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What is it like to live in a national park in France?

PUBLISHED: 10:09 13 September 2017 | UPDATED: 10:09 13 September 2017

Dutch couple Henk-Jan and Marjoleine live in Cévennes National Park

Dutch couple Henk-Jan and Marjoleine live in Cévennes National Park

Archant

It was the tranquillity and natural beauty of the Cévennes National Park that attracted Dutch couple Henk-Jan and Marjoleine Spruijt to start a new life in Lozère, as Henk-Jan explains...

How did you come across Lozère?

We were looking for a family holiday somewhere surrounded by nature, with no hustle and bustle and far from major roads. Mont Lozère appeared as a green spot on the map and caught our attention. We found it was full of energy and steeped in history, with unrivalled silence, abundant nature, no pollution and dark nights. It was an extraordinary experience.

How did you find the property?

We found the property on the internet in 2005, after five years of intense searching with estate agents. It was a beautiful project: completely abandoned, uninhabited for the past century with an unsuccessful refurbishment attempted 15 years ago. It was situated in the heart of the Cévennes National Park, part-roofed, part-ruin with several inner courtyards, archways, terraces and forested grounds. It was surrounded by a village with authentic character, built in natural stone. I said to Marjoleine, ‘If you say yes, we’ll go for it’. And she did!

Henk-Jan and Marjoleine love the tranquillity of living in the Cévennes National Park Henk-Jan and Marjoleine love the tranquillity of living in the Cévennes National Park

Did you have to do much work to the property?

When we moved in May 2006 we had no mains water or electricity; no landline or mobile phone signal; no toilet, bathroom or kitchen; and no windows or doors. We worked day and night for a year. It was very hard work and the beginning was undeniably difficult. Four months in, we finally got electricity and after nine months, we had a telephone and the internet. We had installed 32 windows and doors and we finished the chimney, meaning that just before Christmas we were able to heat the living space.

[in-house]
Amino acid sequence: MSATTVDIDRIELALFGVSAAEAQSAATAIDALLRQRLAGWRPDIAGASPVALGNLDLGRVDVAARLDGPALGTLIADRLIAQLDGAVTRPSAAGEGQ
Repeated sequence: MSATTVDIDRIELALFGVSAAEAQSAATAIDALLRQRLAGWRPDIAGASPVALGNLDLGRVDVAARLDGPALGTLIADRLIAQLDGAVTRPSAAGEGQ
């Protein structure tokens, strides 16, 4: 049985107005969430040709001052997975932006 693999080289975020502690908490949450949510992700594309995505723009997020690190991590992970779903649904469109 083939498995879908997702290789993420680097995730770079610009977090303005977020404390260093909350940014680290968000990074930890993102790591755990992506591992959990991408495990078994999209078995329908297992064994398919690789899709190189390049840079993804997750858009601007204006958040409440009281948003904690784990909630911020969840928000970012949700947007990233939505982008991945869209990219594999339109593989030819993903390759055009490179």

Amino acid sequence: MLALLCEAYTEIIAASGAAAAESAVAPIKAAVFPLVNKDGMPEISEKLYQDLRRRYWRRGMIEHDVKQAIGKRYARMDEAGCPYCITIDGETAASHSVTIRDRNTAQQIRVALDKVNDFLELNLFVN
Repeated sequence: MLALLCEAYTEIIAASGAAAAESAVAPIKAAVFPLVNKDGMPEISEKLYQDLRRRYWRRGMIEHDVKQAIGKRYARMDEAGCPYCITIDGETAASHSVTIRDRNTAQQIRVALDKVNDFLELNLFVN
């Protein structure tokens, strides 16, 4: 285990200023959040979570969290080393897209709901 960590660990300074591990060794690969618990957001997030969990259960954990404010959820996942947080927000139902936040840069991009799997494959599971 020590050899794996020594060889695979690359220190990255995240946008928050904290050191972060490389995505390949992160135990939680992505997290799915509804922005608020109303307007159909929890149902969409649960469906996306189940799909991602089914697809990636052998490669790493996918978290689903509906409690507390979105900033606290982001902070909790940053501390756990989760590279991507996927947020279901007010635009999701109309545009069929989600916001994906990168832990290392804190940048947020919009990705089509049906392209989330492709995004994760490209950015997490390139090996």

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Related articles

10 things to consider before buying property in a national park

Discover France’s stunning national parks

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What’s the best thing about running a chambres d’hôtes in the area?

Meeting our guests has been a hugely enriching for us. It’s like we travel in our own home. It is a continual cultural and intellectual exploration. People that come here have the same awareness as we do. They too believe in being respectful of your surroundings, fellow human beings and the hard work of previous generations that is all around us. It is a win-win situation.

You also cook for your guests. Tell us more about that.

We do the cooking together every evening, and both of us have developed our own domain of expertise in the kitchen. We have a big selection of cooking books and draw our inspiration from everything, from newspaper articles to television series and most of all of our surroundings. Just like the architecture, the cooking should involve local produce, respect the core values that we have set ourselves and yet have that little spark of modernity.

Spectacular mountain views make for a perfect dinner set-up Spectacular mountain views make for a perfect dinner set-up

How have your children coped with the move to France?

We have always involved them in the process and projects to make sure they were a part of it. They found their way after a few months and learned French at an incredible speed. Their flexibility is astonishing. The social impact was big for them but they sure do see the advantages.

What has living in the Cévennes National Park taught you?

That you need to truly work to live, rather than work for a living. It makes you think differently about everything you do. It is like things here matter more. It makes you feel like really living and gives you a purpose in life. The breathtaking countryside of the Cévennes is something we fell in love with. The diversity, the remoteness, having the feeling you are but a guest. It makes you more down to earth.

www.castagnols.com

Other articles you might like:

What is it really like to live in rural France?

Hidden corners of France you need to explore

The Living France guide to The Great Outdoors

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